The benefits of sport are not limited to physical ones. Important economic and diplomatic social repercussions have long been recognised. Not by chance, the United Nations have long supported higher sporting values to overcome conflicts and discrimination. Since 2000, this trend strengthened and Sport is currently one of the prior driving force to fulfil the Millennium Development Goals. To celebrate a recent edition of the International Day of Sport for Development and Peace (every 6th April), António Guterres, UN Secretary-General, highlighted: "Those involved in sport also have responsibilities: to reduce its environmental footprint; to meet international labour standards; to fight discrimination and prejudices of all kinds; to reject corruption; and to ensure that major global events (...) leave a positive legacy”.
On the 30th November 2022, Peace and Sport International Forum held at Fairmont Hotel Monte Carlo, offered a series of inspiring keynotes and round tables on the topic "Sport is an answer for peace". Morning and afternoon sessions were animated by more than fifty international speakers, including Champions for Peace, sportspeople and associations committed in the cause worldwide addressed to more the 250 participants. A winning edition for Joël Bouzou, President and Founder of Peace and Sport, NGO founded thirteen years ago by the support of H.S.H. Prince Albert II of Monaco. The universal values of sport have the ability to unite people and convey positive messages to next generations.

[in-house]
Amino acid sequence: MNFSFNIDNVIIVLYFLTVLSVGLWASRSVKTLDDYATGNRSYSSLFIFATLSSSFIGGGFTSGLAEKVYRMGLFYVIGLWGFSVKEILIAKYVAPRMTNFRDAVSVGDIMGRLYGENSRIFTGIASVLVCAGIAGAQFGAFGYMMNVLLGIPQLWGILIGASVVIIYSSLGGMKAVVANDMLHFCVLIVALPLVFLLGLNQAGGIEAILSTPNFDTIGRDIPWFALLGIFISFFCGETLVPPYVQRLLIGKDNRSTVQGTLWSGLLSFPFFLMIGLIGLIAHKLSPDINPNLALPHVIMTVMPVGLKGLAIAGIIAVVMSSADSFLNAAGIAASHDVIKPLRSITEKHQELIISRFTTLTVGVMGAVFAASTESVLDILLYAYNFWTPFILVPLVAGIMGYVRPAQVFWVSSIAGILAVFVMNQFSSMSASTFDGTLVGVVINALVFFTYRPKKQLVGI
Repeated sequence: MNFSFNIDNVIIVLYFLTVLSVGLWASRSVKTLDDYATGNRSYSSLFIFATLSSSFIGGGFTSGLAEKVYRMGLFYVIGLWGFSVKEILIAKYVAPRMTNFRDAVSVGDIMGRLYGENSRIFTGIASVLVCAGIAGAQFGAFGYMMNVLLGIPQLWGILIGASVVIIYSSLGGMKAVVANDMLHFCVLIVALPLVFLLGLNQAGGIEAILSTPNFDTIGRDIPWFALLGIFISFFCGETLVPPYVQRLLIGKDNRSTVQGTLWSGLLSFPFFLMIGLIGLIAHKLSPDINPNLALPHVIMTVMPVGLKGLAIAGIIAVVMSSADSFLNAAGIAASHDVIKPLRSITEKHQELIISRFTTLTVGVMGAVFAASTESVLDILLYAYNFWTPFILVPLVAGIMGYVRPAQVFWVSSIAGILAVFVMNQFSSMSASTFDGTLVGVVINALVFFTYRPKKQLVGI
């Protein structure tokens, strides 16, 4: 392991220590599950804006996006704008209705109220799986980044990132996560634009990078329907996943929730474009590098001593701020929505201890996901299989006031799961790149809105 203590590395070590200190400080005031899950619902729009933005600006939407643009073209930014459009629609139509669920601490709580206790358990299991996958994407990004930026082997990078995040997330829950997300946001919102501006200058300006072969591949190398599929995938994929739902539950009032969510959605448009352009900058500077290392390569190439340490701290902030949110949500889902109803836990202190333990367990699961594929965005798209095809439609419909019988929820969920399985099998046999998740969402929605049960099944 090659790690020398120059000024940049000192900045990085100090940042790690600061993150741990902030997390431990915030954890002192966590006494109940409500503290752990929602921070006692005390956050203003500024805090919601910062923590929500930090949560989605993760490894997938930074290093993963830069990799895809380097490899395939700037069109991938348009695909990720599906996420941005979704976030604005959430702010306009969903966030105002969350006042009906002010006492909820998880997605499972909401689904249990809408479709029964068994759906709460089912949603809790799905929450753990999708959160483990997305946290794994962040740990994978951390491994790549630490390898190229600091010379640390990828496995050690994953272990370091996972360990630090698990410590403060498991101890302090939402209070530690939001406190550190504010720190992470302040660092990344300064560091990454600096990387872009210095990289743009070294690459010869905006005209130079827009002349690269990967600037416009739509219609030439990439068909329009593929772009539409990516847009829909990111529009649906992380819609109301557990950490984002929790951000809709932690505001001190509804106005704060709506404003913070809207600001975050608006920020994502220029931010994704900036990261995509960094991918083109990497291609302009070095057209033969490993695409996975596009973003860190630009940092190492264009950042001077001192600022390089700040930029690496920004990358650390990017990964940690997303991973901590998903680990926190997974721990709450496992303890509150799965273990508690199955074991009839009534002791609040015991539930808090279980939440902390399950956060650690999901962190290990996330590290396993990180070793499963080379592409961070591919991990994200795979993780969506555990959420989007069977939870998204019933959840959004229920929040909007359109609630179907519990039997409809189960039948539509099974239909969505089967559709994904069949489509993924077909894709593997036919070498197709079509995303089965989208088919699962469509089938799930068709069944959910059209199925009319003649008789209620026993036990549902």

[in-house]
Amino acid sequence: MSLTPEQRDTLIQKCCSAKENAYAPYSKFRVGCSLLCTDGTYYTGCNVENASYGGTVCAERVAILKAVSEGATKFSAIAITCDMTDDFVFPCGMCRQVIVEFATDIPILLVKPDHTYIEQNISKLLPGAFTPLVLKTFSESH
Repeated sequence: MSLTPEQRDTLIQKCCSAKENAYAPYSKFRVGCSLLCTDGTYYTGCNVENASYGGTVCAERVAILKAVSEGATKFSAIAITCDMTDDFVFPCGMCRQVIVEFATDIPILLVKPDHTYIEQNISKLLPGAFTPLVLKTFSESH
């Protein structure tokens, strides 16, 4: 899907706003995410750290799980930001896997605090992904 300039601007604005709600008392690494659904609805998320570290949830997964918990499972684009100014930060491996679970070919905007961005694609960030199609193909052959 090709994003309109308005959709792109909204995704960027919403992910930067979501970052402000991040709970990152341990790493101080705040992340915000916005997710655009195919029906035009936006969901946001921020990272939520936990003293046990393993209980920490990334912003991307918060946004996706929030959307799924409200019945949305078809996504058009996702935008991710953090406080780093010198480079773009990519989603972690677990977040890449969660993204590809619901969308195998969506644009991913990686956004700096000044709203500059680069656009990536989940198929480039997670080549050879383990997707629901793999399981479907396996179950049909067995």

Mr. Bouzou pointed out in his closing speech: « This is a very special moment for me and I am delighted that so many high-level personalities have come together after two years of pandemic to reaffirm that sport offers solutions to the resurgence of conflict, division, and hate speech. Fifteen years ago, the idea of peace through sport was utopian. Today the idea has accelerated and the actors for peace are in a position to provide concrete solutions through organisations which embodies best practices by multiplying their efforts on the ground. During this meeting, we talked about impact measures thanks to the expertise of Peace and Sport's family as well as sport champions fond of peace by sport activities able to influence and foster growth. I would like to thank them all for their valuable contributions and for these rich moments of sharing and learning. Peace through sport is a concept that works by creating a lot of hope and generates new partners ».
What about the general mood of this year's event? MONACŒCOART® selected some of the most remarkable interventions within various roundtables.